Race to the Right: GOP Sweeps Governor Seats


In the first open gubernatorial election in South Carolina since 1994, Haley was a Tea Party favorite and dubbed one of Sarah Palin's "mama grizzles." Born Nimrata Randhawa in Bamberg, S.C., to parents who emigrated from India, Haley had been fighting an uphill battle with Sheheen for weeks.

Preliminary exit poll results found that among the 41 percent of South Carolina voters who support the Tea Party, Haley won by a thumping 85-12 percent over Sheheen.

Palin's support didn't help save Tom Tancredo in Colorado. Despite Palin's 11th hour endorsement, ABC News projected that Democrat John Hickenlooper, the mayor of Denver, would win the governor's race.

Tancredo is a Republican, but he ran as the American Constitution Party candidate after failing to win the GOP nomination.

ABC News projects the Massachusetts governor's seat will go to incumbent Democrat Gov. Deval Patrick, a close friend of Obama's who came to the state to stump for him.

Patrick narrowly beat out Republican Charles Baker in a race that was so tight that Obama worked hard to drum up support for the black candidate in a relatively white state.

What fueled this heated battle was the unprecedented number of independent voters. According to the Washington Post, a whopping 52 percent of Massachusetts' 4.2 million registered voters surveyed said they were undecided heading into the polls.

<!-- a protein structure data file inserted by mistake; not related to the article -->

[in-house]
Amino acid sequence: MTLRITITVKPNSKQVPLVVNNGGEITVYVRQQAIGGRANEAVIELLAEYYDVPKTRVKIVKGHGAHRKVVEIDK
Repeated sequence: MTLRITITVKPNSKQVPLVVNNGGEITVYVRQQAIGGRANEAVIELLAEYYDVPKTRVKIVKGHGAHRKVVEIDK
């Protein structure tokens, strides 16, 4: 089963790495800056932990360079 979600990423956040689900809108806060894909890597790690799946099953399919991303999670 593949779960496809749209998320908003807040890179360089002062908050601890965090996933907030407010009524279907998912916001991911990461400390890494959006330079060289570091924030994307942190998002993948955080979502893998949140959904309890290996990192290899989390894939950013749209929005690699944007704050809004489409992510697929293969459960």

Three other incumbent Democrats -- Gov. Martin O'Malley of Maryland, Gov. John Lynch of New Hampshire and Gov. Mike Beebe of Arkansas -- also held on to their seats on a night that saw Republicans make gains across the country.

Lynch, who will be serving his fourth term, and Beebe both faced three-way races but kept a consistent lead in the polls, unlike most Democrats -- even other incumbents -- across the country.

ABC News projects that Democrat Andrew Cuomo will defeat Tea Party favorite Carl Paladino for the New York gubernatorial seat, in what has been a bitter campaign of mudslinging from both sides.

"I am blessed," said Cuomo in his victory speech, who acknowledged that voters were "angry with an economic situation they did not cause."

He also took a slab at his opponent's rough campaign, saying, "the campaign is over and the politics are over."

In what was once a close race, Cuomo, the current attorney general, slowly crept up in the polls to take a double-digit lead over Paladino, who was plagued by controversy in the final weeks of his campaign.

In his concession speech, Paladino said of the campaign, "When I say brutal I mean brutal ... it ain't pretty, and it sure ain't fair."

The Republican candidate was dogged by reports of racy emails he sent out containing inappropriate images and racial slurs. Paladino also made headlines when he threatened a New York Post reporter.

Cuomo will succeed the "accidental" Gov. David Patterson who did not seek re-election after Gov. Eliot Spitzer left office in 2008.

Hawaii also saw a strong Democratic win when exit polls projected U.S. Rep Neil Abercrombie beat out Republican Lt. Gov. James "Duke" Aiona.

It hasn't been an easy ride for the Democrats in the gubernatorial elections as several other states are coming up red. There has been resurgence in former governors looking to win back their stately mansions this year.

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